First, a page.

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Journalist P.J. O’Rourke, scathing voice of the American right, dies at 74

Author of over twenty books, he was known for his satirical pieces on US politics

P.J. O’Rourke
P. J. O'Rourke, author of 'Peace Kills: America's Fun New Imperialism,' during a panel discussion in Chicago on June 5, 2004.Brian Kersey (AP)

American satirist P.J. O’Rourke died on Tuesday at the age of 74 from lung cancer. His caustic and corrosive ingenuity characterized his extensive work published in iconic counterculture magazines such as Rolling Stone or National Lampoon, and more than twenty books, including the best-sellers Parliament of Whores (1991) and Give War a Chance (1992). He viciously attacked the American political system, especially when the left was in power, but he gained followers from a wide ideological spectrum.

“P.J. was one of the leading voices of his generation,” said Morgan Entrekin, CEO of Grove/Atlantic, O’Rourke’s publisher. “His insightful reporting, verbal acuity, and gift at writing laugh-out-loud prose were unparalleled,” added Entrekin, who announced the journalist’s death in a statement.

As proof of his wit, when asked by The New York Times in a 2010 interview to define ‘Republican’ and ‘Democrat’, O’Rourke responded: “The Democrats are the party that says government will make you smarter, taller, richer, and remove the crab grass on your lawn. The Republicans are the party that says government doesn’t work and then they get elected and prove it,” he said. In Parliament of Whores he also wrote: “Although this is a conservative book (...) it is not informed by any very elaborate political theory. I have only one firm belief about the American political system, and that is this: God is a Republican and Santa Claus is a Democrat.”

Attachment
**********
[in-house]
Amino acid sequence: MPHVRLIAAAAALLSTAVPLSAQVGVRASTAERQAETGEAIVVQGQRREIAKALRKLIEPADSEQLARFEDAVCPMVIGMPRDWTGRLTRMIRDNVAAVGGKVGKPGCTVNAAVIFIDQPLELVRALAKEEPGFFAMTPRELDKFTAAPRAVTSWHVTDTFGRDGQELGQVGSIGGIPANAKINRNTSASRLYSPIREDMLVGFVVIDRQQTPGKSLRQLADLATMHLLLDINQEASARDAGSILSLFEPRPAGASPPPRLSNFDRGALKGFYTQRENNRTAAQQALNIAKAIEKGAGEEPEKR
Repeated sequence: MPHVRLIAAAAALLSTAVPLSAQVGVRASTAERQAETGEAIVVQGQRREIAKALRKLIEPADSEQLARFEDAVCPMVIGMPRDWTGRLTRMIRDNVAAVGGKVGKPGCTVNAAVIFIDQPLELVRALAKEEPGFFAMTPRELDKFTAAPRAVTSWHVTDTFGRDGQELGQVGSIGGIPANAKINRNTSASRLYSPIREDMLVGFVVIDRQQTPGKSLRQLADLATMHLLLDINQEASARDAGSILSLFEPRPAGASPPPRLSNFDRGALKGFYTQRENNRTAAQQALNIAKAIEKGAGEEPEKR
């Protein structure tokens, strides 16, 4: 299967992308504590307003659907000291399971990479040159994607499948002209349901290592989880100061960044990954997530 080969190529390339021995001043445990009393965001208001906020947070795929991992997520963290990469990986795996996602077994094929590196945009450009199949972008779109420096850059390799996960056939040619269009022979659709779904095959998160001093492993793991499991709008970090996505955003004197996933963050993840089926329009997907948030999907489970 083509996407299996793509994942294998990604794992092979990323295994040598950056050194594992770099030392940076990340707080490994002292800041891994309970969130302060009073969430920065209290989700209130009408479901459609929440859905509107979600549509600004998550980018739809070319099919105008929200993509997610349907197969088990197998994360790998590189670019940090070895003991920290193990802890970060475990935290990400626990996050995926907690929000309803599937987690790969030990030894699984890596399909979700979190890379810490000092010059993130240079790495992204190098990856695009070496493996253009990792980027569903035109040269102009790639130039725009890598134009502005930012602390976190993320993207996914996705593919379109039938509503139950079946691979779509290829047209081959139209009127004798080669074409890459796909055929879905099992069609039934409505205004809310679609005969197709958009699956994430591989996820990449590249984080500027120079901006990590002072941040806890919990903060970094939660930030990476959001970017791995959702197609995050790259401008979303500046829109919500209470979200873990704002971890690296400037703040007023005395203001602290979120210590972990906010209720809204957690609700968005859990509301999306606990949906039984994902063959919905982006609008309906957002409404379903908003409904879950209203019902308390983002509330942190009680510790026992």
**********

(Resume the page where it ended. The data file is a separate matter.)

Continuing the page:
The author fiercely, and with a great deal of humor, defended the right-wing ideology until Donald Trump appeared on the map, which led him to vote for Hillary Clinton in 2016. “[She] is the second-worst thing that can happen to this country, but she’s way behind in second place,” he said in one of his talk show appearances on the NPR public radio show Wait Wait... Don’t Tell Me. “She’s wrong about absolutely everything, but she’s wrong within normal parameters.” said the journalist.

“[O’Rourke] made his debut as a special guest on our first show after 9/11, when we needed someone to come on and be funny about terrible things, which, of course, was P.J.’s specialty,” the staff of the show said in a farewell statement. Peter Sagal, the show’s host, tweeted: “Most well-known people try to be nicer than they are in public than they are in private life. P.J. was the only man I knew to be the opposite.”

Patrick Jake O’Rourke was born in Toledo, Ohio, into a family “so normal as to be almost a statistical anomaly,” he once joked. Son of a car salesman and a housewife, he was a hippie activist during his student days but quickly gave up those ideas to find his place in liberal conservatism. In the 1980s he began working with various publications, including Rolling Stone, where he became foreign-affairs desk chief, a position he held until 2005, which allowed him to cover armed conflicts in different corners of the world. He also served as editor-in-chief at National Lampoon, where he met writer Douglas Kenney, with whom he later co-wrote Animal House and Caddyshack.

Besides working for magazines and radio, he participated in the renowned television news program 60 Minutes for a season and was a regular guest on Real Time With Bill Maher and The Daily Show, among others. In the early 1990s he moved to New Hampshire. According to his Grove/Atlantic biography, O’Rourke lived there to “get as far away from the things he writes about as he can get.”

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